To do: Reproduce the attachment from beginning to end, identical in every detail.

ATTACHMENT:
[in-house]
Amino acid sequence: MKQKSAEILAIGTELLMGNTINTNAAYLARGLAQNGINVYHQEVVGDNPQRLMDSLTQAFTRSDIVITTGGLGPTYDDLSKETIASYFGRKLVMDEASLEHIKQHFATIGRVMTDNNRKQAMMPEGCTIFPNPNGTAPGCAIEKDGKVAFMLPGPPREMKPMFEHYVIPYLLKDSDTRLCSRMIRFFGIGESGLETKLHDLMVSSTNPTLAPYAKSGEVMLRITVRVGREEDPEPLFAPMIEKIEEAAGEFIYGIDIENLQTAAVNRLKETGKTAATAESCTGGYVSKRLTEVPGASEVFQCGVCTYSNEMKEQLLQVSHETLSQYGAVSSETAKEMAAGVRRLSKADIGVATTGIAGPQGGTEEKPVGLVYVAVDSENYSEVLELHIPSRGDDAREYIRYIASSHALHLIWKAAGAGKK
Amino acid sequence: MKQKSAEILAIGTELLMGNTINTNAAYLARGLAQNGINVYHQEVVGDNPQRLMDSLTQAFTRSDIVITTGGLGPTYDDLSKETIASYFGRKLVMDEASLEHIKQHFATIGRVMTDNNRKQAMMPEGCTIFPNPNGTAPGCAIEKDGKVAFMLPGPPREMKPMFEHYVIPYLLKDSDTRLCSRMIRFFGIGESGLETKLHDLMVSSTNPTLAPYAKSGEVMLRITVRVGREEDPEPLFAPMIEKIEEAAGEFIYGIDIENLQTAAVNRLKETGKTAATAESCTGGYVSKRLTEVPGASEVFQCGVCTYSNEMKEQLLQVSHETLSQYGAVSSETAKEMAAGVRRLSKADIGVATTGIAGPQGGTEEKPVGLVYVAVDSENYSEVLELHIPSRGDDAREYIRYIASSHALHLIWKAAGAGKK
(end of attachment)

[in-house]
Amino acid sequence: MKQKSAEILAIGTELLMGNTINTNAAYLARGLAQNGINVYHQEVVGDNPQRLMDSLTQAFTRSDIVITTGGLGPTYDDLSKETIASYFGRKLVMDEASLEHIKQHFATIGRVMTDNNRKQAMMPEGCTIFPNPNGTAPGCAIEKDGKVAFMLPGPPREMKPMFEHYVIPYLLKDSDTRLCSRMIRFFGIGESGLETKLHDLMVSSTNPTLAPYAKSGEVMLRITVRVGREEDPEPLFAPMIEKIEEAAGEFIYGIDIENLQTAAVNRLKETGKTAATAESCTGGYVSKRLTEVPGASEVFQCGVCTYSNEMKEQLLQVSHETLSQYGAVSSETAKEMAAGVRRLSKADIGVATTGIAGPQGGTEEKPVGLVYVAVDSENYSEVLELHIPSRGDDAREYIRYIASSHALHLIWKAAGAGKK
Amino acid sequence: MKQKSAEILAIGTELLMGNTINTNAAYLARGLAQNGINVYHQEVVGDNPQRLMDSLTQAFTRSDIVITTGGLGPTYDDLSKETIASYFGRKLVMDEASLEHIKQHFATIGRVMTDNNRKQAMMPEGCTIFPNPNGTAPGCAIEKDGKVAFMLPGPPREMKPMFEHYVIPYLLKDSDTRLCSRMIRFFGIGESGLETKLHDLMVSSTNPTLAPYAKSGEVMLRITVRVGREEDPEPLFAPMIEKIEEAAGEFIYGIDIENLQTAAVNRLKETGKTAATAESCTGGYVSKRLTEVPGASEVFQCGVCTYSNEMKEQLLQVSHETLSQYGAVSSETAKEMAAGVRRLSKADIGVATTGIAGPQGGTEEKPVGLVYVAVDSENYSEVLELHIPSRGDDAREYIRYIASSHALHLIWKAAGAGKK